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2 German girls rescued in Yemen

Saudi Arabia's security forces rescue two young German girls held hostage for nearly a year in Yemen,  but a family spokesman says their toddler brother is likely dead.
/ Source: Reuters

Saudi Arabia's security forces have rescued two young German girls held hostage for nearly a year in neighboring Yemen, Riyadh said on Tuesday, but a family spokesman said their toddler brother was likely dead.

The girls, reported to be between 3 and 6 years old, were members of a German family of five who have been held by kidnappers the Yemeni government believes have links to al-Qaida. The pair were said to be in a good condition.

"Saudi Arabia has retrieved two German children kidnapped in Yemen," a Saudi interior ministry spokesman said. "The two children were in a border area between the two countries."

Yemen, next door to the world's top oil exporter, surged to the forefront of Western security concerns after the Yemen-based regional arm of al-Qaida claimed responsibility for a failed attempt to bomb a U.S.-bound plane in December.

The United States and Saudi Arabia want Yemen to focus its efforts on fighting al-Qaida, fearing the global militant group will take advantage of Yemen's instability to spread its operations to the neighboring kingdom and beyond.

The German family was among a group of nine foreigners taken hostage in northern Yemen in June, of which three women — two Germans and a South Korean — were later found dead. Three German family members and a Briton remain missing.

"We received good news and bad news," Reinhard Poetschke, the mother's brother, was quoted telling the Neue Osnabruecker Zeitung newspaper according to an advance release.

"Both daughters are free but the son is probably no longer alive. We don't know anything about the fate of the parents."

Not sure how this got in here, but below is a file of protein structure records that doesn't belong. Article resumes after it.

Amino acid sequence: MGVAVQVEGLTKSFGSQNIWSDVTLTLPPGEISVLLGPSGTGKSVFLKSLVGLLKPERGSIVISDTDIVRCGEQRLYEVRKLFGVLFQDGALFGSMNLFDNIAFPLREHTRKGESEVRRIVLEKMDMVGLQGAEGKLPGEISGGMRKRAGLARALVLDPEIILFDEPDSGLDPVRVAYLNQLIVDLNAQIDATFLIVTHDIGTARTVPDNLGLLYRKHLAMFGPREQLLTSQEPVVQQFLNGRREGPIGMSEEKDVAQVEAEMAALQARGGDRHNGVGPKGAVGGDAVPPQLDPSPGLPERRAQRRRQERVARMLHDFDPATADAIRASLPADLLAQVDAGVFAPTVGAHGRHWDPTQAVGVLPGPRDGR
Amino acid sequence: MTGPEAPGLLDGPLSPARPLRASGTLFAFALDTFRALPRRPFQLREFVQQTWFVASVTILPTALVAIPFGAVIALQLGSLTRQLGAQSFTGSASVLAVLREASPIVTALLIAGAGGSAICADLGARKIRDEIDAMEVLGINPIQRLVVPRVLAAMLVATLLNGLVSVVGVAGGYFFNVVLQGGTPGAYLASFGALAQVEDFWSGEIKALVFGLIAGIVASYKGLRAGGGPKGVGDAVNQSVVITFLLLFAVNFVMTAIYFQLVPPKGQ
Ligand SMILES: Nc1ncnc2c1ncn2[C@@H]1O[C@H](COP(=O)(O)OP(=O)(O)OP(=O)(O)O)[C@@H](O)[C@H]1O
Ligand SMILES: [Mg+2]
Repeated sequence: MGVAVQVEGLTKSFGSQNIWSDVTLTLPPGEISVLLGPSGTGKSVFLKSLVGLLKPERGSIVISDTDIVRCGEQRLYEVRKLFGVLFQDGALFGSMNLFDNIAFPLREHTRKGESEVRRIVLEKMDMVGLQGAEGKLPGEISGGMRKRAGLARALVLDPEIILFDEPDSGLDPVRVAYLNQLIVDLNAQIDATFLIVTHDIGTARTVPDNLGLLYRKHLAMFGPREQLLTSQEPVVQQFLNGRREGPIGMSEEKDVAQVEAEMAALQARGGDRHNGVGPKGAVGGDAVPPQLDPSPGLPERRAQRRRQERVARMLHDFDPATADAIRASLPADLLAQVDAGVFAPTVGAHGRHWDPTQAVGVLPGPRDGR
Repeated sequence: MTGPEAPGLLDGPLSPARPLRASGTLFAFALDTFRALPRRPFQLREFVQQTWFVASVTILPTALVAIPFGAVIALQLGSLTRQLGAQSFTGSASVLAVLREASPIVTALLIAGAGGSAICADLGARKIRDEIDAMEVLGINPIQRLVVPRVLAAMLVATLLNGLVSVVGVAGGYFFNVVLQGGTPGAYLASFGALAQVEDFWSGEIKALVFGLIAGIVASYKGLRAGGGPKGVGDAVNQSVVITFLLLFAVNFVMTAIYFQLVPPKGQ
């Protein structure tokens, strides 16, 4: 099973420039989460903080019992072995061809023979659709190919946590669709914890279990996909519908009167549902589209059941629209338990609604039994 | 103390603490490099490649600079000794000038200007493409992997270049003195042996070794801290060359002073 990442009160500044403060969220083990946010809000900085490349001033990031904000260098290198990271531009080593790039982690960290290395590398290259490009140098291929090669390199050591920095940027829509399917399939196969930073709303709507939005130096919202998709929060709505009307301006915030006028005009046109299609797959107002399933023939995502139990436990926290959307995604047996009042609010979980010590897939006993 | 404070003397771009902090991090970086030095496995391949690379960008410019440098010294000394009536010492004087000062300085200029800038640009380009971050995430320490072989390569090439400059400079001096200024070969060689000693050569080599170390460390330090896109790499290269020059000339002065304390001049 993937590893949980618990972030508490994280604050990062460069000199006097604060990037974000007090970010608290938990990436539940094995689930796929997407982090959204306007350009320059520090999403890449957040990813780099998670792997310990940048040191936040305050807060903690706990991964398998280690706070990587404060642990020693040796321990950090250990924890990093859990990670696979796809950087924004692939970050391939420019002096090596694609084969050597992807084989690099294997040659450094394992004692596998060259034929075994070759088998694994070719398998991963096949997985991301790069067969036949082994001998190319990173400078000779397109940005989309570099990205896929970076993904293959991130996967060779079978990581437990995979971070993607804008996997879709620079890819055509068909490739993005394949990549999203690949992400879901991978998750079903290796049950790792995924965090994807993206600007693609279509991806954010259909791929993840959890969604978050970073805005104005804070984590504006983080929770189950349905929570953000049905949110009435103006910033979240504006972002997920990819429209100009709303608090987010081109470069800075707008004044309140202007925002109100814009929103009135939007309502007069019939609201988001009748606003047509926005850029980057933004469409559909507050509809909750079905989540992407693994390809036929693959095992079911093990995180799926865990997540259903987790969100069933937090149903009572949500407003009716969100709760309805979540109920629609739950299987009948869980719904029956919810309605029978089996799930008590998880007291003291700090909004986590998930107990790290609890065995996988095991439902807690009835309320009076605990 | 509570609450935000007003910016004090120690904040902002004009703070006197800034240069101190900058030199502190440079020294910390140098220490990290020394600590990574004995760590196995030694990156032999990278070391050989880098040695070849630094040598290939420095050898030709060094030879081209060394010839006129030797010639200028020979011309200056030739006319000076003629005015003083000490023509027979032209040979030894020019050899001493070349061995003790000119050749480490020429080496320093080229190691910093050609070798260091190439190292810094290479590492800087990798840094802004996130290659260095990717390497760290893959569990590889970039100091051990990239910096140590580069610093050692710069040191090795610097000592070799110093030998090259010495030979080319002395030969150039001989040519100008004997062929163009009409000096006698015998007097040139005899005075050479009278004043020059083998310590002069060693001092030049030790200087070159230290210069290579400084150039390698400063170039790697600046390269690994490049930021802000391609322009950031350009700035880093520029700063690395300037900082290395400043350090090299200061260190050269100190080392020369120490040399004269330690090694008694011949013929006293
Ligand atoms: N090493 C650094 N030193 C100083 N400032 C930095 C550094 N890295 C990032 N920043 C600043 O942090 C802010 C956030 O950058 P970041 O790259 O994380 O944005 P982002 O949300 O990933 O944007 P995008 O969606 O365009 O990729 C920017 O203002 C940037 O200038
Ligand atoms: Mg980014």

He said the family in Germany was informed about the rescue on Monday afternoon. "Now we're making preparations for the girls' return home," he said.

Kidnappings of foreigners and Yemenis are common in the impoverished Arabian Peninsula country, where hostages are used by disgruntled tribesmen to press demands on authorities.

Most hostages have been freed unharmed, but in 2000 a Norwegian diplomat was killed in crossfire and in 1998 four Westerners were killed during a botched army attempt to free them from Islamist militants who had seized 16 tourists.

In good health
The German foreign minister said the rescued girls were in relatively good health and would return home on Wednesday, but he remained concerned about the remaining German hostages.

"Our efforts are continuing undiminished to shed light on the whereabouts of the remaining hostages. Their fate is causing us great concern. We are hoping for a happy outcome for them too," Foreign Minister Guido Westerwelle said.

A British embassy spokeswoman in Yemen said Britain remained concerned for the safety of the one British hostage.

Yemeni tribal sources said the two girls were found during Saudi cross-border raids, backed by helicopters, in several villages on Monday in the northern region of Saada near the Saudi border, but gave no further details.

The operation to free the girls was carried out in coordination with Yemeni security forces, Mansour al-Turki, the Saudi interior ministry spokesman for security affairs, told Al Arabiya television.

No group has claimed responsibility for the June abduction, which occurred in an area where Shi'ite rebels have been fighting government troops on and off since 2004. The rebels have denied carrying out the kidnapping.

In south Yemen, negotiators were also working to free two Chinese oil workers kidnapped by suspected separatists on Sunday. Xinhua news agency said tribesmen had agreed to free the workers but there was no news yet they had actually been let go.